Spring Creek Preview

The long cold winter had been wearing me down, so it was nice to spend a few days in the slightly warmer climate of Pennsylvania’s spring creek territory. Thanks to a gift from my son, Leighanne and I stayed at the Inn at Ragged Edge near Chambersburg, an historic B&B conveniently located near several of this country’s most celebrated (and challenging) limestone trout streams, viz., Big Springs, Falling Springs, and Letort Spring Run. We had a good time of it, with friends and pleasant company.

Winter had made me feel like an old pileated woodpecker’s tree

What made the visit sweeter was the fact that, on departure from New York, I had stopped at our local post office on the slight chance that my long-awaited fly rod would be there, available to be christened on the southerly waters. By god, there it was– after a nearly two-year wait from time of ordering. If you invest in a split-cane rod that’s built entirely by the hand of an established craftsman, you expect to wait a while, but when it’s finally ready for the stream, the pleasure you derive is special.

my shavings all over the ground…

I immersed Chester2 (my second fly rod built by Brian Kleinchester) in the rainy atmosphere of Big Springs Creek near  Newville, PA and broke him in a little. No catch was made, but I sure enjoyed the casting stroke across the clear, placid, cress-filled waters of The Ditch, renowned brook trout haven, rich in nutrients and well-fed trout, notorious for their finicky habits and the challenge they create for the obsessive fisherman. I saw one wild brookie, maybe 14-inches long, that eventually made a close inspection of a drifting artificial.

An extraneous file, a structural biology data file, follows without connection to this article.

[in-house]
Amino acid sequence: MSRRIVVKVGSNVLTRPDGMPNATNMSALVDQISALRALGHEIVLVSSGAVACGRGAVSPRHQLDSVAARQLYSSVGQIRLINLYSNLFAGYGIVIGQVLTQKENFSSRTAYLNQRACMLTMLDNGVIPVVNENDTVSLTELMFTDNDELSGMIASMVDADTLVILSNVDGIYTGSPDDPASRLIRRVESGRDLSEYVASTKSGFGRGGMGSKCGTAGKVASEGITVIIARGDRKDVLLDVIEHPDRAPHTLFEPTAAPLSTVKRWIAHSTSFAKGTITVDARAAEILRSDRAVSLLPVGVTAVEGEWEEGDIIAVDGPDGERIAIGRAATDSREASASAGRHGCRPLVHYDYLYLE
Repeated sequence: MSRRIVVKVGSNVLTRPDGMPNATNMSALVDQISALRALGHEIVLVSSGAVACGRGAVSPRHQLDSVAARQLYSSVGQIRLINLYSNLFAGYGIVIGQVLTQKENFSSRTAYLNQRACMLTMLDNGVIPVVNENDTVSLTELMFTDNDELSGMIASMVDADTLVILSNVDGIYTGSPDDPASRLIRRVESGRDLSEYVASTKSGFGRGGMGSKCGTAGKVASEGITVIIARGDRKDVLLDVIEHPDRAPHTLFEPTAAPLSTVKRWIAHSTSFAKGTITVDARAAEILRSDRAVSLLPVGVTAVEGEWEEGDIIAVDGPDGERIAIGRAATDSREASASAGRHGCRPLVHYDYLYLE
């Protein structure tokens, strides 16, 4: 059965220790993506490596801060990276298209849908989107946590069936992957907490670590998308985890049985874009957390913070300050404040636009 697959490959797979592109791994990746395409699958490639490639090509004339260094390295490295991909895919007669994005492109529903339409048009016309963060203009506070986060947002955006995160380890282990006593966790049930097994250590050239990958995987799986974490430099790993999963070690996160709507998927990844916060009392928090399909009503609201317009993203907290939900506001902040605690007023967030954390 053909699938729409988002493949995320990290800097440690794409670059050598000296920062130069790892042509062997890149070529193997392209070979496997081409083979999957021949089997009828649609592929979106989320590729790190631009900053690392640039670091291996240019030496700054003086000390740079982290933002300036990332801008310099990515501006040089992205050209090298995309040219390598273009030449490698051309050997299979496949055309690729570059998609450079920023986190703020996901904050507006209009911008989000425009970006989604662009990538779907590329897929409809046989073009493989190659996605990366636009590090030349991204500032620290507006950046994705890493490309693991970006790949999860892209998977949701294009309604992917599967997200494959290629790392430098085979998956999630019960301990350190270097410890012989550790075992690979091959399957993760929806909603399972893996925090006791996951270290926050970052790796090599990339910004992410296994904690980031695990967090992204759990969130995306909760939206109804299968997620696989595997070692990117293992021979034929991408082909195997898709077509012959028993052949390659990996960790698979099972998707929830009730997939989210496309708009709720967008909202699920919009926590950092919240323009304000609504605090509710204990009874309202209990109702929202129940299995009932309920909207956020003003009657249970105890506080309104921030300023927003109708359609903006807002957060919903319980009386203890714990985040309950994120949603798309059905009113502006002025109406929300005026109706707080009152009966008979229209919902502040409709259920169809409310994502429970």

the view down from The Inn improved my spirits…

In the afternoon the rain grew stronger. The air felt cold and miserable as I visited Falling Springs, one of the few PA streams with natural rainbow trout production. A flock of bluebirds lent a dash of color, song, and hope to the dreary landscape but, ultimately, the anglers’ “skunk” approached me with its tail held high. Dinner in town, plus some late-night wine and bourbon, eased this transitory business of the die-hard angler.

I like big butts (on rods), just above the cork… Chester at bottom, Chester2 on top… The new rod is an 8-ft. 3-piece, for a 5…

The second day of fishing was much more pleasant. Arriving at the headwaters of Letort Spring Run, I saw a guy fishing whom I’d met years ago when first visiting this famous stream. I immediately felt comfortable: with clear, cress-filled water, flocks of songbirds absent all too long (ah, ye white-throated sparrows, Carolina wrens, robins, cardinals, and mourning doves!) and with this angler who introduced himself (again) as Rocky… a Letort Spring regular, for 40 years, who lives close to the stream.